THREE STARS A man is freed from captivity and makes a feature film about his boyhood TV hero, Brigsby Bear.
COMEDY DRAMA #BRIGSBYBEAR
If you’re looking for a cuddly kids film, keep looking: this isn’t an ersatz PADDINGTON. Although Brigsby is, after a fashion, a bear, one who had his own TV series, his pedigree leaves a lot to be desired. After all, the bear was created by a deranged man to help subdue a kidnapped boy he keeps in a bunker. And it’s here that child abuse becomes fodder for a quirky indie comedy, sort of. And it’s an uncomfortable coupling.
Come the day police free James (now an emotionally underdeveloped 20-something man) is returned to his biological family, BRIGSBY BEAR is on much firmer ground. And if you can overlook the issue of abuse (one not readily addressed by the film, and not easy to overlook), there’s something going for it. As likeable James learns to engage with his new family and friends, he elects to make a movie about the TV bear and finish a story his kidnapper had begun. It’s an interesting journey abut self-discovery for young and old that are now all a part of James’s life.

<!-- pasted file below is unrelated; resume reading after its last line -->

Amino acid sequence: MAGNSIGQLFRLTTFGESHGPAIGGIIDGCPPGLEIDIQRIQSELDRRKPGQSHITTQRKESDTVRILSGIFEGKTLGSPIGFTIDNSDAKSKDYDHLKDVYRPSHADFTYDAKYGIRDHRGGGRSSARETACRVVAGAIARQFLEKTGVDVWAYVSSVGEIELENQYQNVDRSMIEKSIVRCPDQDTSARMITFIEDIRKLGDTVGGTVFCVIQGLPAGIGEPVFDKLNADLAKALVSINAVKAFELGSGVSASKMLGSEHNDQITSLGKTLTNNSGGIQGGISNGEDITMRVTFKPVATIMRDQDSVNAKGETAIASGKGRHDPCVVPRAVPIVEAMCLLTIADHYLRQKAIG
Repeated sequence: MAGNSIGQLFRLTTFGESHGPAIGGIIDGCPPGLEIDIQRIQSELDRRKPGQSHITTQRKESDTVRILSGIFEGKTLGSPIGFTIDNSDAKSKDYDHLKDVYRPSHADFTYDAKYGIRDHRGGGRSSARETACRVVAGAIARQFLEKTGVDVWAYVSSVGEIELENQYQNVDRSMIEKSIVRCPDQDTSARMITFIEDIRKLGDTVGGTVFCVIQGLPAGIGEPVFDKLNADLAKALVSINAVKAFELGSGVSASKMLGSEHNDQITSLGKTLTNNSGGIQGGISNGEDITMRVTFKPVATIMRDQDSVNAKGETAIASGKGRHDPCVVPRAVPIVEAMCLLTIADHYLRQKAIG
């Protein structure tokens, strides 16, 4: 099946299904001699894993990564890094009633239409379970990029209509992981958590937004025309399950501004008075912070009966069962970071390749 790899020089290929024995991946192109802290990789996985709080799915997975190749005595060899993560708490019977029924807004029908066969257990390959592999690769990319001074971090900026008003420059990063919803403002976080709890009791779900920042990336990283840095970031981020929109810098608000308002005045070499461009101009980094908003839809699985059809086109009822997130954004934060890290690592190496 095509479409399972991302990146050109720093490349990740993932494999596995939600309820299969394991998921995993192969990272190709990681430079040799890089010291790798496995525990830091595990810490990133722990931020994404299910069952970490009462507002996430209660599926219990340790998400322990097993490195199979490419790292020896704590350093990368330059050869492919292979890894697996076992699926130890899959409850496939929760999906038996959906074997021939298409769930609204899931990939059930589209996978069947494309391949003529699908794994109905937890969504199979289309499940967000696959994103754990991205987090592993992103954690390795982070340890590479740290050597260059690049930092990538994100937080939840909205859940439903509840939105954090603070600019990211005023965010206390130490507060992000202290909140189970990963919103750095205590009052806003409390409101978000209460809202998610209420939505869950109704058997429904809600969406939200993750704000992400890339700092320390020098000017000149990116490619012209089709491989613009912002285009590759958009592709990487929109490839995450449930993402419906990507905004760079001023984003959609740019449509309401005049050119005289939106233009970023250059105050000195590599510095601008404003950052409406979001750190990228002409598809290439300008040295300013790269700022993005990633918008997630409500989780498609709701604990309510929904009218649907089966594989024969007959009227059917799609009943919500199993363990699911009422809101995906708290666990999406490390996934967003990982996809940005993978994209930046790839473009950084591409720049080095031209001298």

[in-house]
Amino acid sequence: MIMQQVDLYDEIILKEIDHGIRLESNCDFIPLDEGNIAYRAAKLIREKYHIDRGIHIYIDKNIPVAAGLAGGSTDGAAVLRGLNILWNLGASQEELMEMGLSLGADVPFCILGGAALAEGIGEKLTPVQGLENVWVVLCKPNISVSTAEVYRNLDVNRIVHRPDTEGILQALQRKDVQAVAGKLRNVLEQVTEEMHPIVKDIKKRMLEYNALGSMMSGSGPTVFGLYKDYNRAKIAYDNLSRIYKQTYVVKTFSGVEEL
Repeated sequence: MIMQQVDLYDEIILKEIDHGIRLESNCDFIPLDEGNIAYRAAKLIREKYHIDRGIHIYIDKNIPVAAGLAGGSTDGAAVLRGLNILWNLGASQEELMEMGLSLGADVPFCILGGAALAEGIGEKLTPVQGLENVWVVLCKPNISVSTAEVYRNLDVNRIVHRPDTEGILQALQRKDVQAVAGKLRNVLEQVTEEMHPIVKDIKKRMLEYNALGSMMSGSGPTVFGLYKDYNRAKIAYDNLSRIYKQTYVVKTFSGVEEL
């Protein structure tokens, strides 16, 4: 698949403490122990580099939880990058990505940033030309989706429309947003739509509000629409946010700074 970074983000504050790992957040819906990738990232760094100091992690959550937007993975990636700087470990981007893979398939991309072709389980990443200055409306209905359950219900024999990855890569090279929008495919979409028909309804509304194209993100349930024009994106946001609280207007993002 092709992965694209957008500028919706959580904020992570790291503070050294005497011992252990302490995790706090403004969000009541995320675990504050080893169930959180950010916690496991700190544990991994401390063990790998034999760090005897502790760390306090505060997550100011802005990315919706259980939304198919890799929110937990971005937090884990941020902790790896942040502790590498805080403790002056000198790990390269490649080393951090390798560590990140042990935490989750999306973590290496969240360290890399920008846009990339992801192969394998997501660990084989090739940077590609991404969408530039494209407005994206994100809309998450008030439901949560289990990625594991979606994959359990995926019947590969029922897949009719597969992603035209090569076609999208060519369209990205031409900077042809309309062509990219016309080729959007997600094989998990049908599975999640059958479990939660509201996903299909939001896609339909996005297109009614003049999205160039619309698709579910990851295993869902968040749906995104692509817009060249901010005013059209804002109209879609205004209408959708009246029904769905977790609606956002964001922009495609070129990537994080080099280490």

With enough quirk to satisfy the quirk-loving indie cinema goer, BRIGSBY BEAR is mostly the kind of film they don’t really make any more: a joyful combination that inhabits the same world as JUNO and NAPOLEON DYNAMITE. Sort of. If only there wasn’t that elephant sharing the room with Brigsby. Child abuse simply can’t be in the same space as comedy, no matter how tangential. It’s something the filmmaker’s never fully address and because of that, the filmwatcher can’t escape it either.